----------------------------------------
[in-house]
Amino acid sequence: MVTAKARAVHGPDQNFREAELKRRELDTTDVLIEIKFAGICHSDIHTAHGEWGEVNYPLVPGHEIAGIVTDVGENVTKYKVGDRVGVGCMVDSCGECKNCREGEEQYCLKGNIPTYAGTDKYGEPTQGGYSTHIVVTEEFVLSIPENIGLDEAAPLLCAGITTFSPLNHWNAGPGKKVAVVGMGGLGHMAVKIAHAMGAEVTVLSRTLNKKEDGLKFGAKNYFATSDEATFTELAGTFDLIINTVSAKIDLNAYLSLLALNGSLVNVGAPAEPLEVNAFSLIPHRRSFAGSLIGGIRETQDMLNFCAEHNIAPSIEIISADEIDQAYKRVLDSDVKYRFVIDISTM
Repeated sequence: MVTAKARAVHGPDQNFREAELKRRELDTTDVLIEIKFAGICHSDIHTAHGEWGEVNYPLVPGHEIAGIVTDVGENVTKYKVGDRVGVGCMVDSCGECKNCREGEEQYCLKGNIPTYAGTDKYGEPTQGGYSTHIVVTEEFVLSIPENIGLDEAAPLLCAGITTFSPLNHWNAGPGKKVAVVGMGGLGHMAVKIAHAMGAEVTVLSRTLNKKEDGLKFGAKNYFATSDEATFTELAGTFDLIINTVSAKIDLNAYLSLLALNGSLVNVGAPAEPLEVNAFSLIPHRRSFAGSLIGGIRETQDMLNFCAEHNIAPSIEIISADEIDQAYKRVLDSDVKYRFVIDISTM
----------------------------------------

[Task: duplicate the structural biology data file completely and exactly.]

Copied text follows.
[in-house]
Amino acid sequence: MVTAKARAVHGPDQNFREAELKRRELDTTDVLIEIKFAGICHSDIHTAHGEWGEVNYPLVPGHEIAGIVTDVGENVTKYKVGDRVGVGCMVDSCGECKNCREGEEQYCLKGNIPTYAGTDKYGEPTQGGYSTHIVVTEEFVLSIPENIGLDEAAPLLCAGITTFSPLNHWNAGPGKKVAVVGMGGLGHMAVKIAHAMGAEVTVLSRTLNKKEDGLKFGAKNYFATSDEATFTELAGTFDLIINTVSAKIDLNAYLSLLALNGSLVNVGAPAEPLEVNAFSLIPHRRSFAGSLIGGIRETQDMLNFCAEHNIAPSIEIISADEIDQAYKRVLDSDVKYRFVIDISTM
Repeated sequence: MVTAKARAVHGPDQNFREAELKRRELDTTDVLIEIKFAGICHSDIHTAHGEWGEVNYPLVPGHEIAGIVTDVGENVTKYKVGDRVGVGCMVDSCGECKNCREGEEQYCLKGNIPTYAGTDKYGEPTQGGYSTHIVVTEEFVLSIPENIGLDEAAPLLCAGITTFSPLNHWNAGPGKKVAVVGMGGLGHMAVKIAHAMGAEVTVLSRTLNKKEDGLKFGAKNYFATSDEATFTELAGTFDLIINTVSAKIDLNAYLSLLALNGSLVNVGAPAEPLEVNAFSLIPHRRSFAGSLIGGIRETQDMLNFCAEHNIAPSIEIISADEIDQAYKRVLDSDVKYRFVIDISTM